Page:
My Goodness

And the Winner Is …

Does the Nobel Peace Prize improve the world, or is it just a money-wasting ego trip?

Do you have a real-life do-gooding dilemma? Please send it to and Sandy will try to answer it.

Dear Sandy,

The uproar over President Obama’s Nobel reminded me of a question I’ve had for a while. Are prizes really an effective way of improving the world or just a money-wasting ego trip?



Do-good prize season—less glamorous than the Oscars, but contentious nonetheless.

The MacArthur Fellows (often called the “Genius” awards) were announced a few weeks ago and last Friday—well, you know. While everyone else is trying to figure out whether President Obama should have won the Nobel Peace Prize, I’m happy to ponder whether the Nobel Peace Prize should exist at all.

There are generally two kinds of prizes that try to improve the world. The first, like the Nobel, awards those who have made the world better in extraordinary ways. The second, like the X Prize, tries to incentivize innovation that could have enormous impact in the future.

Ideally, prizes such as the Nobel and MacArthur honor the people, organizations, and values we admire. I often talk about using your money, time, and voice to enact change, and these awards can certainly magnify the winners’ voices. But, perhaps naively, I can’t imagine that any of the winners wouldn’t be doing the work they are doing if the prize didn’t exist. Would I use my limited charity dollars to award prizes? Probably not. But am I happy that we live in a society that gives a world-renowned prize to someone advocating for peace? Absolutely.

The second type of prizes, however, do encourage investment in innovation that either wouldn’t happen without the prize or would happen a lot more slowly. That’s the whole point of them. Peter Diamandis, the founder of the X Prize, wanted to encourage visionaries and risk-takers to build commercial spacecraft, and he modeled the X Prize after the contest that led Charles Lindbergh to fly across the Atlantic in 1927. Now he plans to use the same idea to take on the biggest challenges in alternative energy, education, global poverty, cancer, and health care. Other organizations are following suit. Netflix awarded $1 million to a team that improved the algorithm that predicts whether you’ll enjoy a movie. While that might not be the type of world improvement to which you were alluding, this model can be applied to vaccine creation, clean water systems, and other world improvements the free-market hasn’t helped to move along.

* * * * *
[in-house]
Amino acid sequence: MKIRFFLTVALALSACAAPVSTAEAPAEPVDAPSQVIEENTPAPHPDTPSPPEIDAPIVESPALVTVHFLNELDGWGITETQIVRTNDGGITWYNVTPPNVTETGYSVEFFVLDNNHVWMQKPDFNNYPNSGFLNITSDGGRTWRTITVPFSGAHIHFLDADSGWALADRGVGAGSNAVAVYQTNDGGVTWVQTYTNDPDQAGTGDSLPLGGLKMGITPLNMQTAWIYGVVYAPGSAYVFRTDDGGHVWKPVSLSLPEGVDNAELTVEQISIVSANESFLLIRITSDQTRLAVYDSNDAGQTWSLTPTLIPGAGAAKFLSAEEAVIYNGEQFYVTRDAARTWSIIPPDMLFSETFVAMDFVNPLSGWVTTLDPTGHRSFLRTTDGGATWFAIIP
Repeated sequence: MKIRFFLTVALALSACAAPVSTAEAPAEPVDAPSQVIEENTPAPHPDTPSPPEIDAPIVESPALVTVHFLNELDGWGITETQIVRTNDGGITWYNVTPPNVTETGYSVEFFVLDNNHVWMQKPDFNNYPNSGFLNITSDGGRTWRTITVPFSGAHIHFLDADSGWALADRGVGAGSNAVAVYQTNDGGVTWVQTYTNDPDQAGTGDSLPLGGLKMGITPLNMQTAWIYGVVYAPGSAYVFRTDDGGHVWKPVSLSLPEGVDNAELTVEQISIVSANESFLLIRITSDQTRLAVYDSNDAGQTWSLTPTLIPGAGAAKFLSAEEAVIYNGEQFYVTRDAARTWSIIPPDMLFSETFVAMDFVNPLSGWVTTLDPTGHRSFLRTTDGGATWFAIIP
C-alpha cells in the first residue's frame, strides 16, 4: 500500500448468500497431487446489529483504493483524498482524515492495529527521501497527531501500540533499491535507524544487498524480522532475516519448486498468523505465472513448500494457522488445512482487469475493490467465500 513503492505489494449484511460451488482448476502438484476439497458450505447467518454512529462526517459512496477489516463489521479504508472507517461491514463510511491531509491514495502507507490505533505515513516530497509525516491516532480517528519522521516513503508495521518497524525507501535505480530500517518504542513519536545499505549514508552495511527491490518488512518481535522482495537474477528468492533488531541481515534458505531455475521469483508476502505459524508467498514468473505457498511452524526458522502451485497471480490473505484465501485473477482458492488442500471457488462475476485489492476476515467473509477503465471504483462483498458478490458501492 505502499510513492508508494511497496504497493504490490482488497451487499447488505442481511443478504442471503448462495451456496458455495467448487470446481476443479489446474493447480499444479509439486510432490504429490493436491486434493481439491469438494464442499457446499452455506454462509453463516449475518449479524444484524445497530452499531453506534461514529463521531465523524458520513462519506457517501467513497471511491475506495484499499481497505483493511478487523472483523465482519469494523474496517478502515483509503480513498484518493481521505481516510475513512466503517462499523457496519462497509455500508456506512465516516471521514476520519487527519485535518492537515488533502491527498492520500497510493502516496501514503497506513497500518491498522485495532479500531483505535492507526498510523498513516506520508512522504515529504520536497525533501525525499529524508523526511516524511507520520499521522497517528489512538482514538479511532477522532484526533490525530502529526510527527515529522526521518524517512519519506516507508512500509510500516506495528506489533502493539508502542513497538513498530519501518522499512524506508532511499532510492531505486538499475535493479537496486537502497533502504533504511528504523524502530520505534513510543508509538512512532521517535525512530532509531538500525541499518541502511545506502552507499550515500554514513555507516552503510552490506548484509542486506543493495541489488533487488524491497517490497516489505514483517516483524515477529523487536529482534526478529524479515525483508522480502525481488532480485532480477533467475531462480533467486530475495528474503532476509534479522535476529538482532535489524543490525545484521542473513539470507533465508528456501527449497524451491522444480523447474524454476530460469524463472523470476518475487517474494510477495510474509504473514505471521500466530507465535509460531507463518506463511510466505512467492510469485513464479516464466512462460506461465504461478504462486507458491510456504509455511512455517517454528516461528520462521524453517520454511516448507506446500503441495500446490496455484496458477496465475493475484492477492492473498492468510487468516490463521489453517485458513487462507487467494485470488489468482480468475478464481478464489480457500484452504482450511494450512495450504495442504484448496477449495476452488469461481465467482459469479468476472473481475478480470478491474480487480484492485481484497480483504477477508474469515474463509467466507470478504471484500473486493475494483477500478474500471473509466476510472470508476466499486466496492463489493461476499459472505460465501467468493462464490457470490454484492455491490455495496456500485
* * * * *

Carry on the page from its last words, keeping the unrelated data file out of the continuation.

Of course there are downsides to such prizes. When money is given after the fact, only individuals and organizations that can self-fund can participate, often elbowing out the little guy. Innovation prizes work better in inducing scientific breakthroughs than in causing social change. And it’s not an easy task to pick an innovation that is ambitious yet achievable. But even if innovation prizes aren’t as much of a panacea as some would have you believe, I think they can play an important role in driving neglected research forward.

Do you have a real-life do-gooding dilemma? Please send it to and Sandy will try to answer it.